LONDON (ShareCast) - In January 2013 UK retail sales volumes fell by 0.6 per cent on the month (0.0 per cent year-on-year), according to the latest data available today from the Office for National Statistics (ONS).
The consensus estimate had been for an increase of 0.5%.
Excluding automotive fuels retail sales volumes fell by 0.5% versus the prior month (Consensus: 0.4%).
When compared with year ago levels retail sales volumes declined by 0.6%. ONS pointed out that the quantity bought in the food sector was estimated to have fallen by 2.6% year-on-year, to the lowest level since April 2004, contributing the most downward pressure to the fall in the total quantity bought in the retail sector.
On a slightly more optimistic note, when compared with 2012 and for the last three months, retail sales volumes excluding automotive fuels rose by 0.9%.
The amount spent (value) in the retail sector was unchanged in January 2013 when compared with January 2012. Sales at petrol stations provided the main source of downward pressure to the amount spent in the retail sector. When sales at these stores are excluded the amount spent increased by 1.2% while volumes did so by 0.2%.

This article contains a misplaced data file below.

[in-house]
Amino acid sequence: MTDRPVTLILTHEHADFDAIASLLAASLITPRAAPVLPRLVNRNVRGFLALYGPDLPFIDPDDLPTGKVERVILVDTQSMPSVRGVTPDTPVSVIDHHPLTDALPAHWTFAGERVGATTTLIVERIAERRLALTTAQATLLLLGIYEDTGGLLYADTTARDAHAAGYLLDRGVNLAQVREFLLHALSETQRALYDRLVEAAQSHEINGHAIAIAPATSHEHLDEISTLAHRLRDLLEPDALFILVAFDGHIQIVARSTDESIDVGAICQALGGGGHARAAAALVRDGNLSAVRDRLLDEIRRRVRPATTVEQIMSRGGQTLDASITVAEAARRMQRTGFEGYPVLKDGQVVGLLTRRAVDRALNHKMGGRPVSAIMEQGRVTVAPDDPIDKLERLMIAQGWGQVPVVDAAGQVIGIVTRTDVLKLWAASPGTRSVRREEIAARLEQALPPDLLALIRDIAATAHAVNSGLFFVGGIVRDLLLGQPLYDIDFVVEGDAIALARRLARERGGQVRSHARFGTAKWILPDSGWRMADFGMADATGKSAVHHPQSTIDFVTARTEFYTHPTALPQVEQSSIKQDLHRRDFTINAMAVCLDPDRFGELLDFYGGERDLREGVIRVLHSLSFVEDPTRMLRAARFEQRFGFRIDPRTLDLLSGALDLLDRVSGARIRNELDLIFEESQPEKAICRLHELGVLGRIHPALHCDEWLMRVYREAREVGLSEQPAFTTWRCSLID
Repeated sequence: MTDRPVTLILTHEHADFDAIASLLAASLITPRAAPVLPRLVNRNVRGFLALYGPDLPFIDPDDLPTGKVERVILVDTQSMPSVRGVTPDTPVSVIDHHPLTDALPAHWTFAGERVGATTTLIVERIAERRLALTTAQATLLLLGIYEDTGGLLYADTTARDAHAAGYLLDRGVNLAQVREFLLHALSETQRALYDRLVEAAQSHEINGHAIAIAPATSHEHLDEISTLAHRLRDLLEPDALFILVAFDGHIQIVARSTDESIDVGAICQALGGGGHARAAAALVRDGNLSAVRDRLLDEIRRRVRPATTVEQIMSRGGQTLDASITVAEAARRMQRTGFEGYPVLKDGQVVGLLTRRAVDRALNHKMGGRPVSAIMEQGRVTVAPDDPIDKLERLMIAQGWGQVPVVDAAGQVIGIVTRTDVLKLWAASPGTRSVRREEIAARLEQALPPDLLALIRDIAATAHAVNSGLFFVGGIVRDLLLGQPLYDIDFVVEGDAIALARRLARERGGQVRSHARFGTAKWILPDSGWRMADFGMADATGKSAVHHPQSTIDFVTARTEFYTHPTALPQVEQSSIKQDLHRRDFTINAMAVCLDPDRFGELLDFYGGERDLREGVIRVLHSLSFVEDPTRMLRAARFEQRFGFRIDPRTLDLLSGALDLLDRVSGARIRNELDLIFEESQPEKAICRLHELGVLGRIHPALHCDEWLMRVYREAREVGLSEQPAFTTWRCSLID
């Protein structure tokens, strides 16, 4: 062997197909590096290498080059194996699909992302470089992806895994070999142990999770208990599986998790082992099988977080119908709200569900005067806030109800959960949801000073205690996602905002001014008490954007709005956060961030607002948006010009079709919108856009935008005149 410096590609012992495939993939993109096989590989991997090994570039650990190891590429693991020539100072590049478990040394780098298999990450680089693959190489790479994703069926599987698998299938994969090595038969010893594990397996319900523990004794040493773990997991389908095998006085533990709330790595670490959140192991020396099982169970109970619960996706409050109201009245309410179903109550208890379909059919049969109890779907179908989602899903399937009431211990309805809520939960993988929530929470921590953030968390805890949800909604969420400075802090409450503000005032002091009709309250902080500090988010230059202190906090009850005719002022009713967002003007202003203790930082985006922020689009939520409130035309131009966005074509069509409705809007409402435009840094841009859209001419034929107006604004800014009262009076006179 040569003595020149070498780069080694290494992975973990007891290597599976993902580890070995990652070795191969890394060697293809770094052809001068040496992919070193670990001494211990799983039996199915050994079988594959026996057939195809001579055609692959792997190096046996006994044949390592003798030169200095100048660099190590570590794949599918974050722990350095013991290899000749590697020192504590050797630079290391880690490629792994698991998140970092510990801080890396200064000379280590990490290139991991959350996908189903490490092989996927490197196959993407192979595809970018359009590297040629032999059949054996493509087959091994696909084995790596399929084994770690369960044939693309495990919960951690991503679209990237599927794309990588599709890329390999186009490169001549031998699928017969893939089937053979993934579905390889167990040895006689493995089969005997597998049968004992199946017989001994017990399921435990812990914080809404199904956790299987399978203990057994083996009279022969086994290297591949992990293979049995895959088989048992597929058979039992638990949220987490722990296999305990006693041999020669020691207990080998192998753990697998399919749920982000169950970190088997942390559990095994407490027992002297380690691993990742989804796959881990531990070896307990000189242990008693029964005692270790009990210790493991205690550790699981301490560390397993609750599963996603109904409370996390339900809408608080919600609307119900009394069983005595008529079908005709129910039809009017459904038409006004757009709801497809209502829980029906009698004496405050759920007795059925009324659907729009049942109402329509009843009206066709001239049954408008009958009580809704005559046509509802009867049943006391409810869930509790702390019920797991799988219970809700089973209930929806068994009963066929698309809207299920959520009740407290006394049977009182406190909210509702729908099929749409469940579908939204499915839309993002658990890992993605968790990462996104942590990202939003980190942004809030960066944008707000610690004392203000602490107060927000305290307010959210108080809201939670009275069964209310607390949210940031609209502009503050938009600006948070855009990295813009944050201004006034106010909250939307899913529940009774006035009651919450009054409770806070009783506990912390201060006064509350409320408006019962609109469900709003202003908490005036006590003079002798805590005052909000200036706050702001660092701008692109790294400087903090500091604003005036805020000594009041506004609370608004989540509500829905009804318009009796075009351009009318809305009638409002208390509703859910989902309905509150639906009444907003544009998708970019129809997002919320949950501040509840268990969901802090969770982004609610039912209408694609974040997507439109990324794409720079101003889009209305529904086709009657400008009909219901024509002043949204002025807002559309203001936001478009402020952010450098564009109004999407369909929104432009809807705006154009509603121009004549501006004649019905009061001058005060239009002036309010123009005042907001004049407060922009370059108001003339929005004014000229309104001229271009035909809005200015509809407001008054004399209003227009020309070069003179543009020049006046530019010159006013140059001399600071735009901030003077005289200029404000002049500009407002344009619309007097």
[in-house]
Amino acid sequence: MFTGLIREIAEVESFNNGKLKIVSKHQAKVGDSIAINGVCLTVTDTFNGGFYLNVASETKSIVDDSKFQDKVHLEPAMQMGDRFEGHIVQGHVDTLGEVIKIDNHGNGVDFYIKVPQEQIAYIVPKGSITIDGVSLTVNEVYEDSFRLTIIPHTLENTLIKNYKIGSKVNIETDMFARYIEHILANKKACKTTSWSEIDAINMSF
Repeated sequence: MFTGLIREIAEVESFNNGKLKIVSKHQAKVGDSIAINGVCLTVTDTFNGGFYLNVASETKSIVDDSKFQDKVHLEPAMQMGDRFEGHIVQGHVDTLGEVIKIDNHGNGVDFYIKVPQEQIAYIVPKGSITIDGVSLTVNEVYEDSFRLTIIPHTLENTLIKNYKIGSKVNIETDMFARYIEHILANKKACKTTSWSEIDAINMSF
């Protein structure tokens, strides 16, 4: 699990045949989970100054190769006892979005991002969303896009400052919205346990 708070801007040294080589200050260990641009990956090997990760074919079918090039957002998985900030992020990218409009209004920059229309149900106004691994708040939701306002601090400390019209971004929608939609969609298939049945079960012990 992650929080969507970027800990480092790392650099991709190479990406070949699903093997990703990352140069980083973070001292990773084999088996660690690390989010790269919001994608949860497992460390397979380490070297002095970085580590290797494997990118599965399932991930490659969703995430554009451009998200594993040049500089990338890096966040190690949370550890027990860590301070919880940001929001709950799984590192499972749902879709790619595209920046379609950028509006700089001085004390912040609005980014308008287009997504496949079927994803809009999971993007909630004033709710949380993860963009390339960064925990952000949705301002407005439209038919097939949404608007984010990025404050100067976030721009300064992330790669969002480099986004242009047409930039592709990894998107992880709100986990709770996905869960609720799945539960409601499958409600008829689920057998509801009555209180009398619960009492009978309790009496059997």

Commenting on today's data this is what Barclays Research had to say: "Some of the disappointment is due to bad weather: small retailers reported that heavy snowfall at the end of January affected sales. However, there is no escaping the fact that household demand remains weak.
"The average amount spent per week has been flat at about £6.7bn for more than a year, suggesting the hit to consumer confidence from high inflation and the poor labour market outlook has been as detrimental to spending as the 2008 financial crisis (see chart). With the squeeze on real household incomes set to continue, the outlook for retail demand looks poor."
The initial reaction to the data saw 'cable', as the Sterling and US dollar currency pair are known in currency markets, drop to an intra-day low at 1.54875 dollars. Cable is now just 0.02% higher at 1.54615.